<transition command="Oms/sendFirstReminder">
    <source>payment pending</source>
    <target>first reminder sent</target>
    <event>sendFirstReminder</event>
</transition>
</transitions>
...
<events>
   <event name="sendFirstReminder" manual="true" timeout="15 days"/>
...
</events>

You can also set the date and time from when the timeout should be started. See OMS Timeout Processor section below for details.

OMS Timeout Processor

TImeout processor is designed to set a custom timeout for an OMS event.

Let’s imagine today is Monday and your shop plans to ship orders only on Friday. In this case, you can not specify the exact timeout (in days, hours, etc.) to start the shipping process. Even if you specify just the timeout say, four days, for example, <event name="ship" manual="" timeout="96 hour"/>, the scheduler will be regularly checking if the event happened. This creates unnecessary load on the OMS and is bad for your shop’s performance, especially if you have many orders. For this specific case, it would be enough to start running the check in four days. This is when a timeout processor comes in handy: you use it to specify from when the timeout should be calculated.

Here is an example of a timeout processor in an event definition:

<events>
    <event name="pay" timeout="1 hour" timeoutProcessor="OmsTimeout/Initiation" command="DummyPayment/Pay"/>
</events>

In this example, OmsTimeout/Initiation is the name of the plugin which is executed to set the starting point of the timeout.

In the default implementation for Master Suite, the timeout processor in OmsTimeout/Initiation plugin starts the timeout immediately, from the current time:

src/Pyz/Zed/Oms/Communication/Plugin/Oms/InitiationTimeoutProcessorPlugin.php
<?php

namespace Pyz\Zed\Oms\Communication\Plugin\Oms;

use Generated\Shared\Transfer\OmsEventTransfer;
use Generated\Shared\Transfer\TimeoutProcessorTimeoutRequestTransfer;
use Generated\Shared\Transfer\TimeoutProcessorTimeoutResponseTransfer;
use Spryker\Zed\Kernel\Communication\AbstractPlugin;
use Spryker\Zed\OmsExtension\Dependency\Plugin\TimeoutProcessorPluginInterface;

/**
 * @method \Pyz\Zed\Oms\Business\OmsFacadeInterface getFacade()
 * @method \Pyz\Zed\Oms\Communication\OmsCommunicationFactory getFactory()
 * @method \Pyz\Zed\Oms\OmsConfig getConfig()
 */
class InitiationTimeoutProcessorPlugin extends AbstractPlugin implements TimeoutProcessorPluginInterface
{
    /**
     * {@inheritDoc}
     *
     * @api
     *
     * @return string
     */
    public function getName(): string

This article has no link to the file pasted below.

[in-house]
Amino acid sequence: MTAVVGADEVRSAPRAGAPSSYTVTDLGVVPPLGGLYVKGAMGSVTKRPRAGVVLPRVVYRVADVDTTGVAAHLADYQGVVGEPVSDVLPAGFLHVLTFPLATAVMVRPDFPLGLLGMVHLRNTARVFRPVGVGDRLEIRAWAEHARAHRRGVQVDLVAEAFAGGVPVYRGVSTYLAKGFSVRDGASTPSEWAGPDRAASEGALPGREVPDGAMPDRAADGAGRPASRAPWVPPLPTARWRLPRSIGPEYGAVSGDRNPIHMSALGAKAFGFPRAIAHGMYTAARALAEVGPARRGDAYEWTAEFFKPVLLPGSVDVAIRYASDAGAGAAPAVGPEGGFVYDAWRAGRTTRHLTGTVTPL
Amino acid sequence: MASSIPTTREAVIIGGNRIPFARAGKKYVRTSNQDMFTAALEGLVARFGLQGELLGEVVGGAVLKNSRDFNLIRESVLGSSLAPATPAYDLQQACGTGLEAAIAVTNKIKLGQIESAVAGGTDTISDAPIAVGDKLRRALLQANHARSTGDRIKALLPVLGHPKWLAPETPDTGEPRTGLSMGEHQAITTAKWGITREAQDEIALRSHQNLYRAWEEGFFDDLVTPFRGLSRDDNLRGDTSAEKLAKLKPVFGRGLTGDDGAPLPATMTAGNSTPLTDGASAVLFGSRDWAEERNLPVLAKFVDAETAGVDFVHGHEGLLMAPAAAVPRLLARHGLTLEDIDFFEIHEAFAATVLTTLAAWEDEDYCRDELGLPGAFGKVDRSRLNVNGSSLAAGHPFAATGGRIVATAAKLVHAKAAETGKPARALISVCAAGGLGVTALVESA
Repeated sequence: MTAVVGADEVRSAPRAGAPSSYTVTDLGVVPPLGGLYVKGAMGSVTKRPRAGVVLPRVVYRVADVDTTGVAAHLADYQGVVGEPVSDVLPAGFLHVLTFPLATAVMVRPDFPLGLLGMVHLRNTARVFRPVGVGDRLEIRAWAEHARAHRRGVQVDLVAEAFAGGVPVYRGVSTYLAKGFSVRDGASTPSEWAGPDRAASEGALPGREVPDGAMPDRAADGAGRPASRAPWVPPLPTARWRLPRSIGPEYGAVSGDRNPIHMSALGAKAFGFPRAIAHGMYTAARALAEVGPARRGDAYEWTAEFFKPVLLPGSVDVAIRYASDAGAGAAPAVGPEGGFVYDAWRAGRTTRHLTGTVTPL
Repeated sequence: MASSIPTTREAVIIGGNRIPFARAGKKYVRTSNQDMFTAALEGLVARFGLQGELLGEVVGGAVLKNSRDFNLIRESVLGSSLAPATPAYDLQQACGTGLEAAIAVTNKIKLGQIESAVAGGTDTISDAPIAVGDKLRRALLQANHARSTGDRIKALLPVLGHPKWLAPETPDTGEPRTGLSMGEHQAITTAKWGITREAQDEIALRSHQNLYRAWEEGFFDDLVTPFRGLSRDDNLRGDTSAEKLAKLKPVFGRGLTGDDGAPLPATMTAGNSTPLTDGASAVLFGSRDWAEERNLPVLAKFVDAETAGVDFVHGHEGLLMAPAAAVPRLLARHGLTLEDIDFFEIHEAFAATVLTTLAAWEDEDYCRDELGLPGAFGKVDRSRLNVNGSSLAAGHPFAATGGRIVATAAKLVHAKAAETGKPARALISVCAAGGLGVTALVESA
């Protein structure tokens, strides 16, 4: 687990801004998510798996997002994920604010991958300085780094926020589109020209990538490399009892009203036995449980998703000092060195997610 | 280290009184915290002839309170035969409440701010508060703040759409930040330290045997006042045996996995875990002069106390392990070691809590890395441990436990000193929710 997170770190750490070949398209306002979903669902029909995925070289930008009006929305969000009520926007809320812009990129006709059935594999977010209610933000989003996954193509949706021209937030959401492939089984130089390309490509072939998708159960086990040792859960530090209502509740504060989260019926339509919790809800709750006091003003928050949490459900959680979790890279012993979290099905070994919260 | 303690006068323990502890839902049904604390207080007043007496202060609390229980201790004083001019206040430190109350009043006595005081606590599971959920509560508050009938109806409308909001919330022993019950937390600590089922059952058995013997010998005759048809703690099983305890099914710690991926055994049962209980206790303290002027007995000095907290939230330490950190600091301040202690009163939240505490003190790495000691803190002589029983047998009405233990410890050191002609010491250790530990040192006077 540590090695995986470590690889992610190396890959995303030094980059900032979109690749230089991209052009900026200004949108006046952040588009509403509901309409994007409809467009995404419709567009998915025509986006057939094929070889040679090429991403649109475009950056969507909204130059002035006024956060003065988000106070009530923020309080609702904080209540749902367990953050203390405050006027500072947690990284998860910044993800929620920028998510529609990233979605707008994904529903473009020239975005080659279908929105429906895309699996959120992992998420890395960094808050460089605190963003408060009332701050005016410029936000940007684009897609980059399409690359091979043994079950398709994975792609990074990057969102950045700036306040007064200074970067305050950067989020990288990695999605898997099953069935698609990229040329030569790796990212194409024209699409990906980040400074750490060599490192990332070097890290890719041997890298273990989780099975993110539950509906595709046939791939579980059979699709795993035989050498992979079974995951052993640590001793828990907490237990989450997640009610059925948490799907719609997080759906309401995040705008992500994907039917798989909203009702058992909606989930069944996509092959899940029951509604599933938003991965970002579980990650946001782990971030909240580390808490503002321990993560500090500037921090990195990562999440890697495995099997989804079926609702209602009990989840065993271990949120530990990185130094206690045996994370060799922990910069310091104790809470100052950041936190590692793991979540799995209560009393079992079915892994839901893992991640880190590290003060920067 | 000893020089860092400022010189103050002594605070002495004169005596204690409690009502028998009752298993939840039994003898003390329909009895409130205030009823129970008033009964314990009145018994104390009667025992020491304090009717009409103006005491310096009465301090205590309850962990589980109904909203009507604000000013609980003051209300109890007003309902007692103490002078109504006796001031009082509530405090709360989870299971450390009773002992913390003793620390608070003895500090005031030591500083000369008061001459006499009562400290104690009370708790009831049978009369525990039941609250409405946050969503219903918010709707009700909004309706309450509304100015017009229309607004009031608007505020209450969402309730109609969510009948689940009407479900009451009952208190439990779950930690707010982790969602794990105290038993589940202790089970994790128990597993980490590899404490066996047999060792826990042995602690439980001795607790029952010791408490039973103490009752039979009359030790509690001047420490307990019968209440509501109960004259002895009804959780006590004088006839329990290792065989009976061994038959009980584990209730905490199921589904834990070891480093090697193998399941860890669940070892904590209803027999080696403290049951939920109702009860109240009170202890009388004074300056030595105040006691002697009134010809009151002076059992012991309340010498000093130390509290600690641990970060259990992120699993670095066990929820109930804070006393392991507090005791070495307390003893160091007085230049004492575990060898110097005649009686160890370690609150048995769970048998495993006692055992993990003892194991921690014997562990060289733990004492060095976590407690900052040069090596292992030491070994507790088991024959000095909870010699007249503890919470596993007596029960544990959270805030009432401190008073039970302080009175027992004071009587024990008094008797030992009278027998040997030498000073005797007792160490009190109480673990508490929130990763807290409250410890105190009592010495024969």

{
        return 'OmsTimeout/Initiation';
    }

    /**
     * {@inheritDoc}
     *
     * @api
     *
     * @param \Generated\Shared\Transfer\OmsEventTransfer $omsEventTransfer
     *
     * @return string
     */
    public function getLabel(OmsEventTransfer $omsEventTransfer): string
    {
        return sprintf(
            $this->getFactory()->getTranslatorFacade()->trans('Starts when defined timeout (%s) is over.'),
            $omsEventTransfer->getTimeout()
        );
    }

    /**
     * {@inheritDoc}
     * - Calculates the timeout based on the current time + the defined timeout.
     * - Returns `TimeoutProcessorTimeoutRequestTransfer` with timestamp when event should be triggered.
     *
     * @api
     *
     * @param \Generated\Shared\Transfer\TimeoutProcessorTimeoutRequestTransfer $timeoutProcessorTimeoutRequestTransfer
     *
     * @return \Generated\Shared\Transfer\TimeoutProcessorTimeoutResponseTransfer
     */
    public function calculateTimeout(TimeoutProcessorTimeoutRequestTransfer $timeoutProcessorTimeoutRequestTransfer): TimeoutProcessorTimeoutResponseTransfer
    {
        return $this->getFacade()->calculateInitiationTimeout($timeoutProcessorTimeoutRequestTransfer);
    }
}

With this implementation of the plugin, if the timeout is set to 1 hour, the event will be triggered in 1 hour after the previous event.

If you need to start the timeout say, on the 15th of November 2021, the plugin should be modified as follows:

src/Pyz/Zed/Oms/Communication/Plugin/Oms/InitiationTimeoutProcessorPlugin.php
<?php

namespace Pyz\Zed\Oms\Communication\Plugin\Oms;use Generated\Shared\Transfer\OmsEventTransfer;

use Generated\Shared\Transfer\TimeoutProcessorTimeoutRequestTransfer;
use Generated\Shared\Transfer\TimeoutProcessorTimeoutResponseTransfer;
use Spryker\Zed\Kernel\Communication\AbstractPlugin;
use Spryker\Zed\OmsExtension\Dependency\Plugin\TimeoutProcessorPluginInterface;class InitiationTimeoutProcessorPlugin extends AbstractPlugin implements TimeoutProcessorPluginInterface
{
    /**
     * {@inheritDoc}
     *
     * @api
     *
     * @return string
     */
    public function getName(): string
    {
        return 'OmsTimeout/Initiation';
    }    /**
     * {@inheritDoc}
     *
     * @api
     *
     * @param \Generated\Shared\Transfer\OmsEventTransfer $omsEventTransfer
     *
     * @return string
     */
    public function getLabel(OmsEventTransfer $omsEventTransfer): string
    {
        return sprintf(
            $this->getFactory()->getTranslatorFacade()->trans('Starts after 2021-11-15.'),
            $omsEventTransfer->getTimeout()
        );
    }    /**
     * {@inheritDoc}
     * - Calculates the timeout based on the current time + the defined timeout.
     * - Returns `TimeoutProcessorTimeoutRequestTransfer` with timestamp when event should be triggered.
     *
     * @api
     *
     * @param \Generated\Shared\Transfer\TimeoutProcessorTimeoutRequestTransfer $timeoutProcessorTimeoutRequestTransfer
     *
     * @return \Generated\Shared\Transfer\TimeoutProcessorTimeoutResponseTransfer
     */
    public function calculateTimeout(TimeoutProcessorTimeoutRequestTransfer $timeoutProcessorTimeoutRequestTransfer): TimeoutProcessorTimeoutResponseTransfer
    {